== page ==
Many retailers reported modest sales gains for January, as limited racks of holiday clearance items failed to entice shoppers to spend more freely. “Retailers are breathing another sign of relief,” said Ken Perkins, president of RetailMetrics, a research firm. “There are more winners than losers.” But he emphasized that shoppers were still tight with their purse springs.

Executives in AIG’s financial products division are getting $100 million richer, and the White House pay czar calls the bonuses outrageous but legal. The payments are contractual obligations entered into years ago, and AIG executives have pledged to repay $39 million out of $45 million in previous bonuses to the U.S. Treasury.

Toyota acknowledged design problems Thursday with the brakes in its prized Prius, adding to the catalog of woes for the Japanese automaker as it reels from massive gas-pedal recalls in the U.S.

Video game software sales in 2009 were down 8% in the top three global markets, says a recent industry research report. Japan experienced the smallest decline, as software sales slid by 2%. Both the U.S. (7%) and the U.K. (14%) saw larger drops in software purchases.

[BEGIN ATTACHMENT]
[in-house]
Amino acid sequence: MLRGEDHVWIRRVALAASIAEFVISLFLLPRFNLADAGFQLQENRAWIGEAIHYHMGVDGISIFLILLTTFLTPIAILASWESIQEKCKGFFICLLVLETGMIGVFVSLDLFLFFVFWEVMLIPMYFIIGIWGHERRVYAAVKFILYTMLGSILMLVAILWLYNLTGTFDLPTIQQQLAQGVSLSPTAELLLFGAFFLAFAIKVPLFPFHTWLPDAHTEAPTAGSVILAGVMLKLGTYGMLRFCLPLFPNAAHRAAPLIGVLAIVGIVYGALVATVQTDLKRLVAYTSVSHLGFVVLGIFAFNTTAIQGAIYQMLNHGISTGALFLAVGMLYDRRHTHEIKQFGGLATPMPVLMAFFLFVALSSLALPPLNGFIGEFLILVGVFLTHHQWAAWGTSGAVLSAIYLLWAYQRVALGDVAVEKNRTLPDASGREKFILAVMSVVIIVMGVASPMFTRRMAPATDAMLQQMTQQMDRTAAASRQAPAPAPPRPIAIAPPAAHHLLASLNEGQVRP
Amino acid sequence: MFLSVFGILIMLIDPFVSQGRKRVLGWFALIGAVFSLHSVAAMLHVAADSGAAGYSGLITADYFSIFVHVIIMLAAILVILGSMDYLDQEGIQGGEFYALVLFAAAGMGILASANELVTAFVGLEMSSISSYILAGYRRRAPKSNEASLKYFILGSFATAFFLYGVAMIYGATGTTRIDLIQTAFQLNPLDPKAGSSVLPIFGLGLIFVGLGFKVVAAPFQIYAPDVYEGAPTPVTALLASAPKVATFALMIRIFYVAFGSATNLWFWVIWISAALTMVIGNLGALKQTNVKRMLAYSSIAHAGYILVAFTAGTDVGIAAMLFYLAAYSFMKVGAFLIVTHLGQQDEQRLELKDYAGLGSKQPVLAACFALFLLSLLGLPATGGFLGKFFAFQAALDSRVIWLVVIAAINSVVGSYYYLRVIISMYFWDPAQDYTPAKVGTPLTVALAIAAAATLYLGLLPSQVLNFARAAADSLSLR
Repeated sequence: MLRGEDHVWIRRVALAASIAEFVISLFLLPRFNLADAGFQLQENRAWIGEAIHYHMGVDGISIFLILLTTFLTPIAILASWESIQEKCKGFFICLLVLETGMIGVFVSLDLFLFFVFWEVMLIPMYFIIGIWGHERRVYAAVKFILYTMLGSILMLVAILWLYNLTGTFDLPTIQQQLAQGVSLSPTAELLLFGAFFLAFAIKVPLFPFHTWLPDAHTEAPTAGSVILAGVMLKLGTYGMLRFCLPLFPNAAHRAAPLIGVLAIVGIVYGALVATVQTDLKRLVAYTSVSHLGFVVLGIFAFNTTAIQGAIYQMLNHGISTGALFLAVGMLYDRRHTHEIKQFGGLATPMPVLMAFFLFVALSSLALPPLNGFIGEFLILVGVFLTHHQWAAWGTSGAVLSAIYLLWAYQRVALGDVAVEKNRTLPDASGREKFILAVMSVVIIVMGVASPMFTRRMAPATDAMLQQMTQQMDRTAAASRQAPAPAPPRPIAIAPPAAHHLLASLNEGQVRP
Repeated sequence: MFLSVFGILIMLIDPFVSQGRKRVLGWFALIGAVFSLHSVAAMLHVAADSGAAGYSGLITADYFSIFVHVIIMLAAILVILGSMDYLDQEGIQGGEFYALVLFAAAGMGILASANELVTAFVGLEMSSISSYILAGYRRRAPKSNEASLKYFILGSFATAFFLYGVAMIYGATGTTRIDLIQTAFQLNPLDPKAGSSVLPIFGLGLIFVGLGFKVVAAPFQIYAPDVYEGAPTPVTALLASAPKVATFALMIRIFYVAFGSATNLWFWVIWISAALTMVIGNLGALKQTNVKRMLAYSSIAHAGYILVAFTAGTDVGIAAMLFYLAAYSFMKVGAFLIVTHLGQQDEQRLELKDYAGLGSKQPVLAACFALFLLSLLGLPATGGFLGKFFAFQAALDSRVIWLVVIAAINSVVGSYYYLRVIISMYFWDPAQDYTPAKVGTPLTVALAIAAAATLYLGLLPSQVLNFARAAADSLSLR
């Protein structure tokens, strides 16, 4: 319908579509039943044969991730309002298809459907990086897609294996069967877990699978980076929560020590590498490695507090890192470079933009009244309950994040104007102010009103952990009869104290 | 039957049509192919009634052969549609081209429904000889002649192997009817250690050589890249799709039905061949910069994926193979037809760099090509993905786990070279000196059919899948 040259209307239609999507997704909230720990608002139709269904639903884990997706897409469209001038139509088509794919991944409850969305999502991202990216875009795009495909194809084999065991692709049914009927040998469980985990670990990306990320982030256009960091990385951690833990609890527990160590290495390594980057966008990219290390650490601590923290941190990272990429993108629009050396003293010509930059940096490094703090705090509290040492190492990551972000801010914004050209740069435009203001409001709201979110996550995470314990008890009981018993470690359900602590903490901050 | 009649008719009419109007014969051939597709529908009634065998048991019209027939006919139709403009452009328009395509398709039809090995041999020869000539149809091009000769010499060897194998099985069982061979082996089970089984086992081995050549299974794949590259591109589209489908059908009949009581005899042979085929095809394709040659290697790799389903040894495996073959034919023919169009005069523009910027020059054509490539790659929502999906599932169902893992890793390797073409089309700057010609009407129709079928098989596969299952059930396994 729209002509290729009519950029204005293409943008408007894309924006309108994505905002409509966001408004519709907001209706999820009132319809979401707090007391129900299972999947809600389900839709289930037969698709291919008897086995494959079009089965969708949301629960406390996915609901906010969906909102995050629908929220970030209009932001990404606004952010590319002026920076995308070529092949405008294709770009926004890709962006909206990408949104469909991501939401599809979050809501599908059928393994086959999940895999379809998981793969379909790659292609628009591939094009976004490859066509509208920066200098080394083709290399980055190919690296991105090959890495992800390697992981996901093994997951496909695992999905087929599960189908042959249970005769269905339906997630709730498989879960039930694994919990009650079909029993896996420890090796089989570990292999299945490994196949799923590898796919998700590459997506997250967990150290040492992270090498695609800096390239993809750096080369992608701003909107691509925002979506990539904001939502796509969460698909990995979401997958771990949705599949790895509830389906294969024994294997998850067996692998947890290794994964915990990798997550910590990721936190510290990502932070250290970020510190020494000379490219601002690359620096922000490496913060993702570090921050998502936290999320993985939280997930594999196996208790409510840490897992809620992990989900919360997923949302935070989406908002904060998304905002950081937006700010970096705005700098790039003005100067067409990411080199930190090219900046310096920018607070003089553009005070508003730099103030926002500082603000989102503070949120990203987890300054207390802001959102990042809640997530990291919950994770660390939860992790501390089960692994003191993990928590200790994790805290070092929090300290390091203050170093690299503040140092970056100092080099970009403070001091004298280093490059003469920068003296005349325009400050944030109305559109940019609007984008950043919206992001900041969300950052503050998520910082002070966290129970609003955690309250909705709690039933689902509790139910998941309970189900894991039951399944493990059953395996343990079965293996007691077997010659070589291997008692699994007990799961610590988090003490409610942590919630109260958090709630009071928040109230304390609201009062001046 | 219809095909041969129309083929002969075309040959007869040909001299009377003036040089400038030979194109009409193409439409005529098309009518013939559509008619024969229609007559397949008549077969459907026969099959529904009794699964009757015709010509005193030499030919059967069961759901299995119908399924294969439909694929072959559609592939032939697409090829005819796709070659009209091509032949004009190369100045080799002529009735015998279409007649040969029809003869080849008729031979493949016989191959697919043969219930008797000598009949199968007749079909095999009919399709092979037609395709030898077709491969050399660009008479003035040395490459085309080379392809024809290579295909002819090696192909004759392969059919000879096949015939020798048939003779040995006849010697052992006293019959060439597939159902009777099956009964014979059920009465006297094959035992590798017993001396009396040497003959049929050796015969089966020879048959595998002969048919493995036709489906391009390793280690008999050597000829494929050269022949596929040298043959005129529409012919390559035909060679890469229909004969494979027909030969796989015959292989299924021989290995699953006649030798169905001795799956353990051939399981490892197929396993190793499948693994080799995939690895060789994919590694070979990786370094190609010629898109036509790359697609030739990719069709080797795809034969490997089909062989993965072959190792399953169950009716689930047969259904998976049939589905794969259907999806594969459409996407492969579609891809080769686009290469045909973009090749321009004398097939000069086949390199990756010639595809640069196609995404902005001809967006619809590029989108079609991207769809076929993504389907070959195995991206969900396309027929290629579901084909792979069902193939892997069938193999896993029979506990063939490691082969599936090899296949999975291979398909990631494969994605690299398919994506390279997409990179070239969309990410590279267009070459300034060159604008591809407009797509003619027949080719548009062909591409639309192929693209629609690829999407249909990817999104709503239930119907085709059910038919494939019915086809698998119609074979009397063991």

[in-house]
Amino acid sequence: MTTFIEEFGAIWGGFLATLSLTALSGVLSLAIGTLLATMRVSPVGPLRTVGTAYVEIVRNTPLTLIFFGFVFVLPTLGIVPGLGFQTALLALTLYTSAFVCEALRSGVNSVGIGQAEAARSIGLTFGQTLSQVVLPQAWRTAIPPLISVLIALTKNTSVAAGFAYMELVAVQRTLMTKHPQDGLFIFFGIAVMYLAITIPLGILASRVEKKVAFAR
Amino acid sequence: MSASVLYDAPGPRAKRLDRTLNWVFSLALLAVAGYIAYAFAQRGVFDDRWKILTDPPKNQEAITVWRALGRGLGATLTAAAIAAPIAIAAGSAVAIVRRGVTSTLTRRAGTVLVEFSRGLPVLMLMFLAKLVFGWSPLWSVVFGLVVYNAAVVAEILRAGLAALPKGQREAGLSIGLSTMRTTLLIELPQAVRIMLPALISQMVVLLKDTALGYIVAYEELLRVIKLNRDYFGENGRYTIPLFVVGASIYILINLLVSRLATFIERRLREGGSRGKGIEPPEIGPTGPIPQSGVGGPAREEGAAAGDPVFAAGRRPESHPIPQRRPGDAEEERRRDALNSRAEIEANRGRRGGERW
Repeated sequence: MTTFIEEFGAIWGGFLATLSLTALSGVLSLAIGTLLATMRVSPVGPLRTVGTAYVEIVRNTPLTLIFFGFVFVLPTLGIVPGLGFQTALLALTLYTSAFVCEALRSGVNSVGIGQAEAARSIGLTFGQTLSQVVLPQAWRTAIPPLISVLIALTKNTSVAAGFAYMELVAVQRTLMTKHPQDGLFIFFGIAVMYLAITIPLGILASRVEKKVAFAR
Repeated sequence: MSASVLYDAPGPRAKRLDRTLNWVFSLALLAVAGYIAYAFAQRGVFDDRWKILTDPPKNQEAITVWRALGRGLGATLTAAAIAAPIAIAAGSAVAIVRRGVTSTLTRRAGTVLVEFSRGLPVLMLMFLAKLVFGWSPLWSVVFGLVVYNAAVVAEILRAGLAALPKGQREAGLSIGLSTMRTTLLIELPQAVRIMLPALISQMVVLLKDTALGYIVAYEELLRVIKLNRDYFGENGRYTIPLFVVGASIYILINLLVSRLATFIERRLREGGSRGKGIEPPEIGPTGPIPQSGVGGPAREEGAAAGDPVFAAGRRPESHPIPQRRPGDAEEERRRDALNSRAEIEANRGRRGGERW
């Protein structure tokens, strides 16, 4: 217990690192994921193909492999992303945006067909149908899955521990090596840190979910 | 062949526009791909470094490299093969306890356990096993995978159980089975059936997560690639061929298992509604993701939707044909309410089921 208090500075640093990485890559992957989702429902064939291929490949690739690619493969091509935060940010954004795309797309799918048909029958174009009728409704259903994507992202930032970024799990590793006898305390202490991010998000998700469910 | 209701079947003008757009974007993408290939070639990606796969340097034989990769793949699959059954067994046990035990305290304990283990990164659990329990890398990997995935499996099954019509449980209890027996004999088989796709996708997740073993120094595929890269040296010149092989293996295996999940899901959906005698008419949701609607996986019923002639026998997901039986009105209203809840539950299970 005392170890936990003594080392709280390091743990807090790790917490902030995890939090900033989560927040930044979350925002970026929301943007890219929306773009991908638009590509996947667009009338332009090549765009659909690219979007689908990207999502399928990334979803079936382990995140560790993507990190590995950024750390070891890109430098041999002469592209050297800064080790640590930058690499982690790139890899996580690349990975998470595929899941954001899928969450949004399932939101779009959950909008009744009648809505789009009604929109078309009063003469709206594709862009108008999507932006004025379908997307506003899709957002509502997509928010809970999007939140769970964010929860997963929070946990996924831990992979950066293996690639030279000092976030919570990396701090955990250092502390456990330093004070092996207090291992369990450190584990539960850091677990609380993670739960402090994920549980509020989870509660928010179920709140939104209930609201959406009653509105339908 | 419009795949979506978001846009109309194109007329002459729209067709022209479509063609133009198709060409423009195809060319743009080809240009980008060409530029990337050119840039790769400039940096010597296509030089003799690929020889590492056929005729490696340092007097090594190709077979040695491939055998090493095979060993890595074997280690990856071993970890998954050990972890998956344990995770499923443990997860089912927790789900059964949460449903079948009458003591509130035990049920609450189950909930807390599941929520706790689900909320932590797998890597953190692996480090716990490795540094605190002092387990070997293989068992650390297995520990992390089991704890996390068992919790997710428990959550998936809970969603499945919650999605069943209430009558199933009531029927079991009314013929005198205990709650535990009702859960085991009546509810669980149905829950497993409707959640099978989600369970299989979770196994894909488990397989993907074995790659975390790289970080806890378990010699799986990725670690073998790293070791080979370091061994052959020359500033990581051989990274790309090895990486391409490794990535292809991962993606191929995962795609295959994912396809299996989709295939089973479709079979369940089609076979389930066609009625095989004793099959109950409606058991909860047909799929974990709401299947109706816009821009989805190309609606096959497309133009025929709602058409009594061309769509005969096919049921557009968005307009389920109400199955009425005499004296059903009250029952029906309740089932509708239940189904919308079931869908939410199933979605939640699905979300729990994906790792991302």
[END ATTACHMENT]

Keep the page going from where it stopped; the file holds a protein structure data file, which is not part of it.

EU Economic Woes Pound Stocks

A rout in stock markets that began in Europe spread to Wall Street on Thursday and around the globe to Asia on Friday, amid fears that Europe may be the world’s next financial flashpoint. Pressure has been mounting across the Atlantic as Greece, Portugal and a handful of struggling countries that use the euro scramble to pay off mountains of debt accumulated from years of profligate spending. The Dow Jones industrial average slid 2.61 percent, or 268.37 points, to 10,002.18 Thursday, after briefly falling below 10,000 for the first time since November, as American investors grew more uncertain about Europe’s economy. Stock markets across Europe slumped as much as 6 percent, and worries that the troubles might push even big European nations like Spain into a financial crisis drove the euro to $1.37, a seven-month low against the dollar.